Looking for bimac!!

91lxstang

GPO
Registered
#1
Im new to the octopus world and i am trying to find a bimac online to buy and cant. Does anyone know where to get one? Also i have read that a 30 gal would be plenty for a bimac cause they do not get very big but i have a 55 gal that will be just for him/her... is that too much? also i have another question, my tank has over 100 pounds of live rock in it, about how much is good cause i dont want the octo to hide all the time so i want alittle bit more than minimal live rock for him to feel comfortable... the tank used to be a reef tank so thats why i have so much live rock... i cant wait to find one! also if u suggest any special equipment please tell me cause i work at a pet store and can get anything i want easily... my set up is an allglass 55 gal with a 48 inch compact flourescent with actinic and daylight bulbs, a seaclone 150 protein skimmer, rena xp2 filter, glass top custom rigged to cover all of the openings, 2 all glass 200 watt heaters. I can get anything else i would want... and does anyone suggest running a sump cause i may switch to a 90 gal with one overflow and run a sump for another octo that will be a larger species. money is not too musch of an issue cause i want my octo to have a good a comfortable home with no dangers and so on.... help would be very appreciated!!!! thanks alot everyone, i cant wait to have one for myself!
 

DHyslop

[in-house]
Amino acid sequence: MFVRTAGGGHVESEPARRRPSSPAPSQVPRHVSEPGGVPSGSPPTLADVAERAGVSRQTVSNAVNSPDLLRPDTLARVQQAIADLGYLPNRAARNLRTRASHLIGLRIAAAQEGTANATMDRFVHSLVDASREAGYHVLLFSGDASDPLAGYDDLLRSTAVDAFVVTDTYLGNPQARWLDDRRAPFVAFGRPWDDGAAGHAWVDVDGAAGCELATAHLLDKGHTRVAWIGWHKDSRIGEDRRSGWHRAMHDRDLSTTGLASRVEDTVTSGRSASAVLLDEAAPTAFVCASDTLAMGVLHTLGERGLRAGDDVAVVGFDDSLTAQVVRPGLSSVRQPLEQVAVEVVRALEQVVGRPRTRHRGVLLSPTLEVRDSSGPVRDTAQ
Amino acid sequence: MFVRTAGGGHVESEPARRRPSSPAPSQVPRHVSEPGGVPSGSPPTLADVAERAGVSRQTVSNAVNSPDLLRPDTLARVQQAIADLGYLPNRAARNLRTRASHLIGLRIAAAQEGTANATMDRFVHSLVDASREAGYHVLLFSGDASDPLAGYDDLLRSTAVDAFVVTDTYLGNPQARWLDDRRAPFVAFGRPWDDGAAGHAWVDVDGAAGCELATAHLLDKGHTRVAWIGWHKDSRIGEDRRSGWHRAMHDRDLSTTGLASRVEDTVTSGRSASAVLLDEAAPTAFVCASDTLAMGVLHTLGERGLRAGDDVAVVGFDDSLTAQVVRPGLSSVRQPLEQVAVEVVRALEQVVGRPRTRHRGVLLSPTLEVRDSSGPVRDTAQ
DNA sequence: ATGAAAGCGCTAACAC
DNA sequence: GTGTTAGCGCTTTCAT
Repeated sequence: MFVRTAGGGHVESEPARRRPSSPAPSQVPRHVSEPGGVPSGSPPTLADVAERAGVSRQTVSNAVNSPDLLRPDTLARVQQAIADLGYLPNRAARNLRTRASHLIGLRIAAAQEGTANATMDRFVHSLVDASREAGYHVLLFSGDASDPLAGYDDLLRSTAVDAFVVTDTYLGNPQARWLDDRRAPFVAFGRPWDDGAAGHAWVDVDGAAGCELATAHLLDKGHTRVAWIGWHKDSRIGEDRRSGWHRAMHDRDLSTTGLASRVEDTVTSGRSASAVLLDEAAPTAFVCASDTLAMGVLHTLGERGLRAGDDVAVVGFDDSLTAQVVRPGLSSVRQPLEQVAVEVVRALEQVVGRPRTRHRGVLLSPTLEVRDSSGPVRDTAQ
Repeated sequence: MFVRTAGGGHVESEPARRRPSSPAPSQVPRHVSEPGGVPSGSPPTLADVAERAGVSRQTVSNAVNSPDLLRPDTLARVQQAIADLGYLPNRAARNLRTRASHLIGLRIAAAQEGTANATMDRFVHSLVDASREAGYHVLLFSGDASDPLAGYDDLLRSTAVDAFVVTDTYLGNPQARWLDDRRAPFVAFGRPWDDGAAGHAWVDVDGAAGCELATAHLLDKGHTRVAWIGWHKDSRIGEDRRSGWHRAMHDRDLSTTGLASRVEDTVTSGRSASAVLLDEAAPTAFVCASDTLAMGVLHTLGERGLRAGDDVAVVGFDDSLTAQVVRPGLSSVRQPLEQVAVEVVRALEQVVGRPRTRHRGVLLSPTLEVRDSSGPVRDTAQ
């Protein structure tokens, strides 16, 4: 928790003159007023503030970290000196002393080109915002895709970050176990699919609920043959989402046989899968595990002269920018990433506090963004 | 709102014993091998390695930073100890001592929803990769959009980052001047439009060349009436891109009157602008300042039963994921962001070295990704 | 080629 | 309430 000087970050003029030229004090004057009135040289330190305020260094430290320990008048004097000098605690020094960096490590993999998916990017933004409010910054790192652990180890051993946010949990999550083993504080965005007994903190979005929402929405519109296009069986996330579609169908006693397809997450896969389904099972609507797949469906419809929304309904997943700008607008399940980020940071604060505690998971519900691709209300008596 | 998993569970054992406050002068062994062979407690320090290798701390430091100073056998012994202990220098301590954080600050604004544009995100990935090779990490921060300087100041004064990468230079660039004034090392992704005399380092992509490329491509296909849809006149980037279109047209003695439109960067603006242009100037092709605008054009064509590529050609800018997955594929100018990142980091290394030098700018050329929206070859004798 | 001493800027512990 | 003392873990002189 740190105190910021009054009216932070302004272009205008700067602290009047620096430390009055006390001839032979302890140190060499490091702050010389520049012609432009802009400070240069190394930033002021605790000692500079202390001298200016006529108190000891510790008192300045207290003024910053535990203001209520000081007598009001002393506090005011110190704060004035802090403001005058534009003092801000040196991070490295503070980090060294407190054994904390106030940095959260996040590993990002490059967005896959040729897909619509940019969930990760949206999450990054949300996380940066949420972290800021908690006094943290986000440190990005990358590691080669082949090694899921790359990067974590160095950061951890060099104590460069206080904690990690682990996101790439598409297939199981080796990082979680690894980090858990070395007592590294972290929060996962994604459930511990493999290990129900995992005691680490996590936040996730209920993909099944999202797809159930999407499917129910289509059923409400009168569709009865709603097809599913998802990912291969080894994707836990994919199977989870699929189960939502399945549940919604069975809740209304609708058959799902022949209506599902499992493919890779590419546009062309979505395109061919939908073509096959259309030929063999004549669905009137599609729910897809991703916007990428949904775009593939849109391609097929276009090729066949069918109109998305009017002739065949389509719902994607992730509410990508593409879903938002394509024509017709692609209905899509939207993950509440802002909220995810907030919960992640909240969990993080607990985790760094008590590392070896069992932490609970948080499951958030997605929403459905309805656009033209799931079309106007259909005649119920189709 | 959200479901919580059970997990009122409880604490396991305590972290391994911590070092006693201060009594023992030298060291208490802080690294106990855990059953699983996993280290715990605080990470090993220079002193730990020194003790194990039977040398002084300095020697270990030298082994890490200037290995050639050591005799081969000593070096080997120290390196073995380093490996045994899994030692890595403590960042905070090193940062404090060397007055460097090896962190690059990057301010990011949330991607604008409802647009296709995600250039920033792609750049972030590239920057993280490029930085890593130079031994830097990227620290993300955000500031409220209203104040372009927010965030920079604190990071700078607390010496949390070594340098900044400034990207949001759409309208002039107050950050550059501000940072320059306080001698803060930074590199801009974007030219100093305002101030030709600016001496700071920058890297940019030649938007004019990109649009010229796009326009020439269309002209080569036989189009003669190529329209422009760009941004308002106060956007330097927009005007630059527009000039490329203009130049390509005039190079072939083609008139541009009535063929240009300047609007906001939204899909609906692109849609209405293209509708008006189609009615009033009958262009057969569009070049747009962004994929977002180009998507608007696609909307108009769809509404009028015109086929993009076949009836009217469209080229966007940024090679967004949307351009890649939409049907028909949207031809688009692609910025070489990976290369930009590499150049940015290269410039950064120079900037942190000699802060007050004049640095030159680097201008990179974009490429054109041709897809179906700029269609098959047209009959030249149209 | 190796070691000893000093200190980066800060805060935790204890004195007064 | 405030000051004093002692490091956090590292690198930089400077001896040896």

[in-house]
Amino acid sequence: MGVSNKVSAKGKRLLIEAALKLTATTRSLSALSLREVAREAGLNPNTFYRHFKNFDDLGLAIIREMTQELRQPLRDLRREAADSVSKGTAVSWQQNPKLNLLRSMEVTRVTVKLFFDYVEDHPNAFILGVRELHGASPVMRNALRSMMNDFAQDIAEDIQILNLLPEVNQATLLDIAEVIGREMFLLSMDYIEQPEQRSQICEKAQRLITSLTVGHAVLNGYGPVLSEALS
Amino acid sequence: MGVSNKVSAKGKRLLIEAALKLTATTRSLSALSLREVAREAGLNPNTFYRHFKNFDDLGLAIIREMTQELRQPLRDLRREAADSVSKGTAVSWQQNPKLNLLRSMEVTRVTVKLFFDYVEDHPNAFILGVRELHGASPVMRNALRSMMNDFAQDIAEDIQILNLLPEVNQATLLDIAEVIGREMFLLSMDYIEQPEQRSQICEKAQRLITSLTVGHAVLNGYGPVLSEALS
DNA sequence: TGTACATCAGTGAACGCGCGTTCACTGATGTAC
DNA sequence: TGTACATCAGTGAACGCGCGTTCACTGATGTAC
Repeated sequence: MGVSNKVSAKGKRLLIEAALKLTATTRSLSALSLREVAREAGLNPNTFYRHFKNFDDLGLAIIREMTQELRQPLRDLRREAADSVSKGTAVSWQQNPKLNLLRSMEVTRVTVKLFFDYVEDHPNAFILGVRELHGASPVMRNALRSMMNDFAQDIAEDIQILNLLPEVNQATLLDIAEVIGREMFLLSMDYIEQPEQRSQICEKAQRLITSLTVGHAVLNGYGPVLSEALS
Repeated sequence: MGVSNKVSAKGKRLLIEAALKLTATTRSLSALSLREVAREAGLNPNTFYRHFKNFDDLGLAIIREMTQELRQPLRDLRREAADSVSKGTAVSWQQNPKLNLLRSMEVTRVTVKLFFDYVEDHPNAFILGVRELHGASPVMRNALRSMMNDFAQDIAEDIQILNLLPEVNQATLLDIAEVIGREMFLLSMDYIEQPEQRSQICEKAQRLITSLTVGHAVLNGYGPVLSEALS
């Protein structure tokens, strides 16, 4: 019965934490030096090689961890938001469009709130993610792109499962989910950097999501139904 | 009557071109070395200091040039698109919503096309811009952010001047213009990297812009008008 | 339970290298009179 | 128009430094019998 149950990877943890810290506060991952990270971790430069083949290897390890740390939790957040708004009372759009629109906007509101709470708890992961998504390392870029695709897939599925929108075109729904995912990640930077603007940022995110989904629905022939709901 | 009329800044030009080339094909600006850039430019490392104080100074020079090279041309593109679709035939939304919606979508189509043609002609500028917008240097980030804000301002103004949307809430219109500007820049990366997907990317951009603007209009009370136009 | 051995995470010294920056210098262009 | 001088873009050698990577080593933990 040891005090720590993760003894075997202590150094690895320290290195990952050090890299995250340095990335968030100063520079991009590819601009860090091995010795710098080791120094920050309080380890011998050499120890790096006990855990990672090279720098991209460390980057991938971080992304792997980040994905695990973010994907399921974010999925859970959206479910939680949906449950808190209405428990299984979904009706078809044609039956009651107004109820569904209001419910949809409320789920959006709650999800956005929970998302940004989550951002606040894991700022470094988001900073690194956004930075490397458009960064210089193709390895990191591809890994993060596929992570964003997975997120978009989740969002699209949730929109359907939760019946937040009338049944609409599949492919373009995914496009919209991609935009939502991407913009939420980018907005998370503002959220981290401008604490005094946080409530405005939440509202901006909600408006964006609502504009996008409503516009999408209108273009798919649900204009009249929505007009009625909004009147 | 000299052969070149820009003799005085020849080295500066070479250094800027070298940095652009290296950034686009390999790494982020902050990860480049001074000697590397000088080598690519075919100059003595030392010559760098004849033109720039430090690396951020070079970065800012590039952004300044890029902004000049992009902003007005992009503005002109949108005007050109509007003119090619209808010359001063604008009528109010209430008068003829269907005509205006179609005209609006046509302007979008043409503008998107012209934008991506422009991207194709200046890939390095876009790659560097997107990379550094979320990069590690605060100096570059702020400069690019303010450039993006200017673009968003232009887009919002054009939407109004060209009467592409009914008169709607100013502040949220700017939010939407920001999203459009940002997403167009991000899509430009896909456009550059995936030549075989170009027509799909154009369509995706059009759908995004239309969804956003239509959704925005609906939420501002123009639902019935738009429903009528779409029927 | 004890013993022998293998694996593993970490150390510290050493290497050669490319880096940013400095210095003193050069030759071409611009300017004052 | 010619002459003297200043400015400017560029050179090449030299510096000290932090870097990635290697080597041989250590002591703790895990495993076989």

Architeuthis
Supporter
#3
Unfortunately there are no bimacs available for the foreseeable future! A few years ago a number of online stores sold wild-caught bimacs. Then a company called Octopets came on the scene aquaculturing them and people stopped collecting wild ones. Octopets has since closed--that's why there aren't any available.

There's a lot of us that share your grief ;)

Dan
 

lockburn

O. bimaculoides
Registered
#4
Hmm, I found 2 octopuses for sale in East Hanover, NJ at a LFS. They didn't look like bimacs, the owner thought they could be vulgaris, but wasn't sure. Price was $90 each, in case anyone is interested.
 

Armstrong

Vampyroteuthis
Registered
#5
lockburn said:
Hmm, I found 2 octopuses for sale in East Hanover, NJ at a LFS. They didn't look like bimacs, the owner thought they could be vulgaris, but wasn't sure. Price was $90 each, in case anyone is interested.
Could you mabye get their phone number or store name at least?
 

Mizu

Vampyroteuthis
Registered
#7
Hi
and thats a nice home for an Octo :) no such thing as too big. Rember they are evolved to have the ocean as their play pen.
everything sounds good. since your set up was a reef tank copper and other impurites in the water should not be an issue.
Set up is solid (recheck all the holes)
The bimac on the other hand is an issue.
as was covered our only source of captive bred bimacs and cuttles is out of buisness :(
So we kind of take them where we can find them and hope.
good luck
 

91lxstang

GPO
Registered
#8
well, if you guys/gals have another reccomendation for a similar or even unsimilar octo that i can house in that tank than let me know cause im am open to all ideas. also, im going to be upgrading to a 90 with one overflow to replace my 55, and also an extra 220 for who knows what lol......but as i said whats another species that would be good?
 

Mizu

Vampyroteuthis
Registered
#9
Thats kind of the problem
you buy and you hope but you are never really sure whats coming
Id say a 90 is big enough for almost anything that is commercially sold
(Octo wise if you get a cuttle of the right kind even a 90 is to small)